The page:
Certainly, West Sac has its problems. Empty lots and battered single-family homes are scattered around the city. There is a visible homeless population and a tent city along the North Levee riverbank that has been cleared several times by police. There is the difficult balancing act of attracting a new and younger tax base while not neglecting and pricing out the one that’s already there.
Still, over the past two decades, Cabaldon’s approach to leadership has meant that West Sacramento is often at the surprising forefront of municipal policy and experimentation. When he speaks, his big-city peers usually do pay attention. “When you see his hand go up,” says Tom Cochran, executive director of the U.S. Conference of Mayors, “you get off your device, you quit your Googling and you listen.”
Almost everything about the 53-year-old mayor is a little bit distinctive. When he speaks, he doesn’t waste time worrying about how something will sound. He just says what comes to mind and moves on. He can sometimes make five points in the time it takes most people to make one. He rarely writes out a speech ahead of time -- he’d just end up going off-script anyway.
When Cabaldon was first elected to the city council in 1996, West Sacramento was just beginning to shake off its past as a former industrial backwater with no real unifying identity. After the port opened in the early 1900s, linking West Sac by water to the San Francisco Bay, rice mills and fish canneries flourished.
Later, rows of motels popped up along the area’s main drag, catering to Sacramento visitors. The post-World War II boom brought more development and urbanization, but the area never coalesced into anything like a real city. After the fishing and rice milling facilities shuttered, West Sacramento grew seedier and seedier. It was, as Cabaldon described it to a newspaper a couple years ago, “the other side of the tracks, the place your mom said don’t go after dark.”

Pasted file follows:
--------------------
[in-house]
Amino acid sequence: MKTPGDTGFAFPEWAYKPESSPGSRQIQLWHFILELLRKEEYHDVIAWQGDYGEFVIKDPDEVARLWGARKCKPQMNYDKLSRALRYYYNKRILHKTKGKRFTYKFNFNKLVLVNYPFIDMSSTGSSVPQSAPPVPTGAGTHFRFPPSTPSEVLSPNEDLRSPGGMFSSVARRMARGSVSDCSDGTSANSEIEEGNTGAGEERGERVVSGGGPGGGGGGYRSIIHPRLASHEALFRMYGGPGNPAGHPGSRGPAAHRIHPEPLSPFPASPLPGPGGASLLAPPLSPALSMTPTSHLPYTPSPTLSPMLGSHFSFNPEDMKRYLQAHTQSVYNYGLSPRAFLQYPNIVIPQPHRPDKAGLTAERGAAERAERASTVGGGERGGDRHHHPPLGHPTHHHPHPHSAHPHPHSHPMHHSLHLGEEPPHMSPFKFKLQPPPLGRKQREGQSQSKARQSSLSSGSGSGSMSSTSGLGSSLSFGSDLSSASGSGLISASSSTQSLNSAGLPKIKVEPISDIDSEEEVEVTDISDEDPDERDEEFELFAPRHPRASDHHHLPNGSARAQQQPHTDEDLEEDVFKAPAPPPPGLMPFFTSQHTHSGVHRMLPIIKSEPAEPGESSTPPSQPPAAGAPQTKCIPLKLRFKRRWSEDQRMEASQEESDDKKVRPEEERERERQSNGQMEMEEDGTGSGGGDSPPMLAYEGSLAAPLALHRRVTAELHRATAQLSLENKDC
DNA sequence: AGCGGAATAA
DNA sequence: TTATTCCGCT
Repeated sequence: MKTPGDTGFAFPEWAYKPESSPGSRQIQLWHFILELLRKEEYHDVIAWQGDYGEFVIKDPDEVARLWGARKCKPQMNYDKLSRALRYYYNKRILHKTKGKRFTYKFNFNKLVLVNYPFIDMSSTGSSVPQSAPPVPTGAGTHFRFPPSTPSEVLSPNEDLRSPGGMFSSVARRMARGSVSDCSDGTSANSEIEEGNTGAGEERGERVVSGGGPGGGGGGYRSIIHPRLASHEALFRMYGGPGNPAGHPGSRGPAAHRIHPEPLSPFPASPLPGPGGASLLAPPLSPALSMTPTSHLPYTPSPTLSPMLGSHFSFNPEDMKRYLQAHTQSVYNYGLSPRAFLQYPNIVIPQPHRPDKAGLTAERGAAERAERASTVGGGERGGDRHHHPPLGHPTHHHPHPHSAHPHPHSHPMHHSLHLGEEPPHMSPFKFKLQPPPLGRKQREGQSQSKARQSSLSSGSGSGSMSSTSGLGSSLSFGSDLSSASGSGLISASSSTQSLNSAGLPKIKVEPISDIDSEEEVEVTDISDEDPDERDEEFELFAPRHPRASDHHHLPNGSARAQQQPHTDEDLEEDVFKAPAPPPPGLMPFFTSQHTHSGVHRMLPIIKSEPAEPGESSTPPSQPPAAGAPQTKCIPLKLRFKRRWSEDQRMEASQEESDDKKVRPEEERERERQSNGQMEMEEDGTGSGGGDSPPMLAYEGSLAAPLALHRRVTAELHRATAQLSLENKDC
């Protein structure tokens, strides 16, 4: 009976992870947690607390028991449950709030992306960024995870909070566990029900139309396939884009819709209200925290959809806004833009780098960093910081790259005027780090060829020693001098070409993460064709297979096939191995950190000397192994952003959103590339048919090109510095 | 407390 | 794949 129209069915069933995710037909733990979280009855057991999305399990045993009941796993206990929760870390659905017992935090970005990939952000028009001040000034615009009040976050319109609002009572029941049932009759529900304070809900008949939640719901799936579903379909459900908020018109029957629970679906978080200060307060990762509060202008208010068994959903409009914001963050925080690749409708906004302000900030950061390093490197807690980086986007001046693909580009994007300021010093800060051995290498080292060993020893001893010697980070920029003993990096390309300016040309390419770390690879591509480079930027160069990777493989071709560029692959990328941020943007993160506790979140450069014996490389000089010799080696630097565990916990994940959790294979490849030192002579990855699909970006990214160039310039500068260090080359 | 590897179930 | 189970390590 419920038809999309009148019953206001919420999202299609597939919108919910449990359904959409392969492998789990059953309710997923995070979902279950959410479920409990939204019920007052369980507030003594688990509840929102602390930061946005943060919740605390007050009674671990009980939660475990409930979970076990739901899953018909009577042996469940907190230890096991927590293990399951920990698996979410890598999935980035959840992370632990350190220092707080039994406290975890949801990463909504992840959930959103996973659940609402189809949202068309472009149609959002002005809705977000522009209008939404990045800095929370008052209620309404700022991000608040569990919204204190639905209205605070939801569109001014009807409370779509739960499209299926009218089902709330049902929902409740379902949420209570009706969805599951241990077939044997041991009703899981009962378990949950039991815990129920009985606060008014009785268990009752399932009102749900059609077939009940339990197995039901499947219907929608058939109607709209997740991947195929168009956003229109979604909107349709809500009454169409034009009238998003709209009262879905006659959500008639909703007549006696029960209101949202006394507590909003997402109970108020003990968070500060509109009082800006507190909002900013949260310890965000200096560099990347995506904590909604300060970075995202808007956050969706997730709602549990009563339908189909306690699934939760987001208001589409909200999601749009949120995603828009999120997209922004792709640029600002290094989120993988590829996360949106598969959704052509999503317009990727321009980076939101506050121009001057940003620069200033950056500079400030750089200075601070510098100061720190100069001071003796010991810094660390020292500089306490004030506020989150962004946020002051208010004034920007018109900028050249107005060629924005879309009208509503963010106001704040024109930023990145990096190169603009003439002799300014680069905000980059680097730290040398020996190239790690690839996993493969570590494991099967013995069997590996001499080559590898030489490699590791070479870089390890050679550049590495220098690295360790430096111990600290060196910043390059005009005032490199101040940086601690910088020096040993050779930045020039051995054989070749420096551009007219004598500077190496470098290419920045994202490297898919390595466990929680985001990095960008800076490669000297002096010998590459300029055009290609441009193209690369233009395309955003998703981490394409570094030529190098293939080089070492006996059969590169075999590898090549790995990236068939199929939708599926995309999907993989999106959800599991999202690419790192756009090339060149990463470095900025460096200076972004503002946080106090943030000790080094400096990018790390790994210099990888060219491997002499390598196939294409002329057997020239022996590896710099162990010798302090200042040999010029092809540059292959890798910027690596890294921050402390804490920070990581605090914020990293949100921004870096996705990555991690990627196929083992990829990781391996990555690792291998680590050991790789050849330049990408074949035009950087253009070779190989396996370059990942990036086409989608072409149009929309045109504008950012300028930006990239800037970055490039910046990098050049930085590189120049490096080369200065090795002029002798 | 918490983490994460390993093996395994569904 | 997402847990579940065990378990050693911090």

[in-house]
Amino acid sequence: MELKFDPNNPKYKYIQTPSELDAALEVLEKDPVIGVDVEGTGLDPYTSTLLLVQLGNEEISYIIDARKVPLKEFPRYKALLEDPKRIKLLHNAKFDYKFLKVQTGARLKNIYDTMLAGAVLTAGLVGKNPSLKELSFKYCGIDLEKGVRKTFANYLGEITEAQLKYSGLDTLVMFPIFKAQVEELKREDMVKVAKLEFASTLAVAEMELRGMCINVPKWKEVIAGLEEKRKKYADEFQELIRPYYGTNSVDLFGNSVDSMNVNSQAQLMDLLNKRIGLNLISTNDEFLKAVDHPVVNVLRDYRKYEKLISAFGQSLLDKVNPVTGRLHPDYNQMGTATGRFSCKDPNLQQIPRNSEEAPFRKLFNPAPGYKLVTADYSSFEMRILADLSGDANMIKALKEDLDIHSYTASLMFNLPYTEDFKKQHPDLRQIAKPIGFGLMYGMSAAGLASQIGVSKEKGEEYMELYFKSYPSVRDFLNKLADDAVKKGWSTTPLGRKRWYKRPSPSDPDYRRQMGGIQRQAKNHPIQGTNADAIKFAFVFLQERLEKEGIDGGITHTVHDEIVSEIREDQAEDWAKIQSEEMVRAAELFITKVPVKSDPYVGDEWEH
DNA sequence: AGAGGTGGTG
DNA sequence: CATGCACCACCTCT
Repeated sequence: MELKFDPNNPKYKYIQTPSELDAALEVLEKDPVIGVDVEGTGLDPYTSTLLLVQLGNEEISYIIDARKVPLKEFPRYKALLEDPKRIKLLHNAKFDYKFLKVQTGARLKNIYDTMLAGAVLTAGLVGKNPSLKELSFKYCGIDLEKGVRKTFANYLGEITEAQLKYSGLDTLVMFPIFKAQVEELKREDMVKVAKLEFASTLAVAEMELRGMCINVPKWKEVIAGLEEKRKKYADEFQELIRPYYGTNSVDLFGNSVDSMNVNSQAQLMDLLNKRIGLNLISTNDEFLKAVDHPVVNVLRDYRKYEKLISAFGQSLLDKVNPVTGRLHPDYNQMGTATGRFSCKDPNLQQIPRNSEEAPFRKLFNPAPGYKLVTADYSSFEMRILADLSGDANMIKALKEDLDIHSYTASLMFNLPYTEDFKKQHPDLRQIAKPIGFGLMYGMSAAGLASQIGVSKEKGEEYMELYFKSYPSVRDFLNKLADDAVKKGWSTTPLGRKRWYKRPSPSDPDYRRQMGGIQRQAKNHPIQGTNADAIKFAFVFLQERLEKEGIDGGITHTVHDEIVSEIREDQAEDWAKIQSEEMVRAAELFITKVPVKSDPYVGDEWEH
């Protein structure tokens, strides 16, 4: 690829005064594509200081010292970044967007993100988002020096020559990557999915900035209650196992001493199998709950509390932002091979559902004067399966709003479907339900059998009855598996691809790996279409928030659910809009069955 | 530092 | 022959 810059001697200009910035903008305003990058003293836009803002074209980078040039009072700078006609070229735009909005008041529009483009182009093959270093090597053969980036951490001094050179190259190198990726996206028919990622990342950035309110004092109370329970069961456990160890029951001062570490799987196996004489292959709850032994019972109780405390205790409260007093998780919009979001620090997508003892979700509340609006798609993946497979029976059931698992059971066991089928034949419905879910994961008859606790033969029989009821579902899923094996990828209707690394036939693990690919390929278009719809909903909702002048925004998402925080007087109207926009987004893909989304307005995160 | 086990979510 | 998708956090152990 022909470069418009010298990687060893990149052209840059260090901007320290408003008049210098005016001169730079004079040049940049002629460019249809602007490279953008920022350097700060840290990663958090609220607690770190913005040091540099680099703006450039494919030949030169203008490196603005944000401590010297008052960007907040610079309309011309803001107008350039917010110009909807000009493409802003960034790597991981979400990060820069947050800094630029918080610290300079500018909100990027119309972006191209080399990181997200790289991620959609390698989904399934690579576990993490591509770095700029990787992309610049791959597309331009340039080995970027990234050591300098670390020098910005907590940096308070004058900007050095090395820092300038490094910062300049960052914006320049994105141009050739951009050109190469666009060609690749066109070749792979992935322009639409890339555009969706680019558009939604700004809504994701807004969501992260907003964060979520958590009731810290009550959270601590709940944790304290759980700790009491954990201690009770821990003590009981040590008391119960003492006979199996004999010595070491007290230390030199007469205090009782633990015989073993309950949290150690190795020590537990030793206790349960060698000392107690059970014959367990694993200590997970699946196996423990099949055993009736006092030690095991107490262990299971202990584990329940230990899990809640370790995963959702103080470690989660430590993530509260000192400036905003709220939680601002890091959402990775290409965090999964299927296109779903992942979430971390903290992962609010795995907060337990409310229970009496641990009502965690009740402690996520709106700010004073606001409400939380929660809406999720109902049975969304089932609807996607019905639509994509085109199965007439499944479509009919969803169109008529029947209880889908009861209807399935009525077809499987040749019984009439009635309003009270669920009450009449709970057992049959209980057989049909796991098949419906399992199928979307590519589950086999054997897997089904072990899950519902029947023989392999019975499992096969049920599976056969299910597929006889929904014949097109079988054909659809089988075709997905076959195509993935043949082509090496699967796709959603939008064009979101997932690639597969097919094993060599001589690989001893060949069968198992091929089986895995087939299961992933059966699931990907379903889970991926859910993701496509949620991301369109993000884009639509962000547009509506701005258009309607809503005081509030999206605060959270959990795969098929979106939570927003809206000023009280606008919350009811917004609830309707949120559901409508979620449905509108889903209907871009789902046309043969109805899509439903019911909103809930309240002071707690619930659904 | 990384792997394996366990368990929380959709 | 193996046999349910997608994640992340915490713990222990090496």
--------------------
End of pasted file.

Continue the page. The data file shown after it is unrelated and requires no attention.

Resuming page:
It lacked a political identity, too. The first measure proposing incorporation appeared on the ballot in 1968, but the idea didn’t win voters over until 1986. West Sacramento was finally officially born on Jan. 1, 1987.
The area was still largely ignored by others in the region until the late 1990s, when it was selected as the home for a new minor league ballpark for the Sacramento River Cats, the Triple-A affiliate of the San Francisco Giants major league baseball team. Cabaldon, who was first selected by his fellow city council members as mayor in 1998, helped create the financing plan for what became Raley Field. The stadium opened in 2000 and began attracting more affluent residents from across the Sacramento River. In 2004, the city began electing its mayor directly, and Cabaldon easily kept his seat amid a development and population boom he had helped start. By the end of the decade, West Sac had hundreds of new housing units opened or in the works. “Someone could have looked at West Sacramento 20 years ago, seen what was there and just said it’s just going to be a warehousing district and nothing more,” says Hoene. “Instead, I think he looked at it as a blank landscape where they could try a lot of things.”
In 2006, in his State of the City speech, Cabaldon told his constituents he was gay. It was one of the few times he’s ever prepared a speech. “That changed me,” he says. “After that, there was no pressure of trying to convince people, ‘Hey I’m just like you.’ Because -- clearly -- I’m not. All that angst of fitting a very particular role -- that was not only not needed but it diminished the quality of my relationships.” Another turning point: Cabaldon twice ran for the state assembly and lost both times in the primaries. After his second loss in 2008, he decided that what he really enjoyed was focusing on his city. And that’s when his role as West Sacramento’s ambassador to the outside world really took shape.